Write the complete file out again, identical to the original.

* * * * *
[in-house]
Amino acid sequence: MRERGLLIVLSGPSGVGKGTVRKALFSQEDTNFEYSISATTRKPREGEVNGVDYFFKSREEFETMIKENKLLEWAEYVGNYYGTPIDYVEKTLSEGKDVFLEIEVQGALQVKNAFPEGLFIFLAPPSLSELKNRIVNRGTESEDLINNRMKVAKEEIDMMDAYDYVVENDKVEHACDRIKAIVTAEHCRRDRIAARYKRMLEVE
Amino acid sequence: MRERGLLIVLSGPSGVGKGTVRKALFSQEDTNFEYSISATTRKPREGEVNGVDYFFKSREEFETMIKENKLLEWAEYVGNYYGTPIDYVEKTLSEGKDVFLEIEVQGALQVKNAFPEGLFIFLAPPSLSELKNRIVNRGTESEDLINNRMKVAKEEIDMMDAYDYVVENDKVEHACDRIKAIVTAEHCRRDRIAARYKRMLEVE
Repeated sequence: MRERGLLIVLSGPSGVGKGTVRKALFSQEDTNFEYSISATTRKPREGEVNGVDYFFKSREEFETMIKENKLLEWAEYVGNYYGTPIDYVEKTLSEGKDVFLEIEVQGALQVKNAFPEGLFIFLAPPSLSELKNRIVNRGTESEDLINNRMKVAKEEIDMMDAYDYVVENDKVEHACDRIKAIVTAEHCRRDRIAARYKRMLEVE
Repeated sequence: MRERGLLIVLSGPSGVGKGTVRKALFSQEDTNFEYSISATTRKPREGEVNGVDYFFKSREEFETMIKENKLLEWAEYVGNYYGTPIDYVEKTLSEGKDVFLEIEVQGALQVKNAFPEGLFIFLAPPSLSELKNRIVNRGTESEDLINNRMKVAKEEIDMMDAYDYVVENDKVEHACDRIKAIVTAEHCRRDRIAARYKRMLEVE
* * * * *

[in-house]
Amino acid sequence: MRERGLLIVLSGPSGVGKGTVRKALFSQEDTNFEYSISATTRKPREGEVNGVDYFFKSREEFETMIKENKLLEWAEYVGNYYGTPIDYVEKTLSEGKDVFLEIEVQGALQVKNAFPEGLFIFLAPPSLSELKNRIVNRGTESEDLINNRMKVAKEEIDMMDAYDYVVENDKVEHACDRIKAIVTAEHCRRDRIAARYKRMLEVE
Amino acid sequence: MRERGLLIVLSGPSGVGKGTVRKALFSQEDTNFEYSISATTRKPREGEVNGVDYFFKSREEFETMIKENKLLEWAEYVGNYYGTPIDYVEKTLSEGKDVFLEIEVQGALQVKNAFPEGLFIFLAPPSLSELKNRIVNRGTESEDLINNRMKVAKEEIDMMDAYDYVVENDKVEHACDRIKAIVTAEHCRRDRIAARYKRMLEVE
Repeated sequence: MRERGLLIVLSGPSGVGKGTVRKALFSQEDTNFEYSISATTRKPREGEVNGVDYFFKSREEFETMIKENKLLEWAEYVGNYYGTPIDYVEKTLSEGKDVFLEIEVQGALQVKNAFPEGLFIFLAPPSLSELKNRIVNRGTESEDLINNRMKVAKEEIDMMDAYDYVVENDKVEHACDRIKAIVTAEHCRRDRIAARYKRMLEVE
Repeated sequence: MRERGLLIVLSGPSGVGKGTVRKALFSQEDTNFEYSISATTRKPREGEVNGVDYFFKSREEFETMIKENKLLEWAEYVGNYYGTPIDYVEKTLSEGKDVFLEIEVQGALQVKNAFPEGLFIFLAPPSLSELKNRIVNRGTESEDLINNRMKVAKEEIDMMDAYDYVVENDKVEHACDRIKAIVTAEHCRRDRIAARYKRMLEVE